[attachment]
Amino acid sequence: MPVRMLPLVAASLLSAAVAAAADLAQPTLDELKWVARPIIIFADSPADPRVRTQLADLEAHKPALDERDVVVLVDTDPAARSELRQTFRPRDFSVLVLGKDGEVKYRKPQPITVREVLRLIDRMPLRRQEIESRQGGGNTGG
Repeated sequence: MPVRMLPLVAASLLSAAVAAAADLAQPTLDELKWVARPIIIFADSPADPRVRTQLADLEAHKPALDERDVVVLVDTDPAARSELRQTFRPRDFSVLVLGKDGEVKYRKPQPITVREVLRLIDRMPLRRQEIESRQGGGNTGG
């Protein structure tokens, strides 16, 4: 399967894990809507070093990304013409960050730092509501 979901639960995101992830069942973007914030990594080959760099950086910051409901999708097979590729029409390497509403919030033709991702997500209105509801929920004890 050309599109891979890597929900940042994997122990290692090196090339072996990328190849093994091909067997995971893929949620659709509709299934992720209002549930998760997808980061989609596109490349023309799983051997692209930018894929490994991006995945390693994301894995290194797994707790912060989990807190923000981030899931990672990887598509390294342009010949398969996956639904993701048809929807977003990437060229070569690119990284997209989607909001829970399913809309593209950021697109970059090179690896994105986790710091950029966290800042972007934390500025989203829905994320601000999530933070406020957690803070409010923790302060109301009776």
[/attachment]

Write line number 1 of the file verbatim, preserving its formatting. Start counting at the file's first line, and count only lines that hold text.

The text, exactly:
Amino acid sequence: MPVRMLPLVAASLLSAAVAAAADLAQPTLDELKWVARPIIIFADSPADPRVRTQLADLEAHKPALDERDVVVLVDTDPAARSELRQTFRPRDFSVLVLGKDGEVKYRKPQPITVREVLRLIDRMPLRRQEIESRQGGGNTGG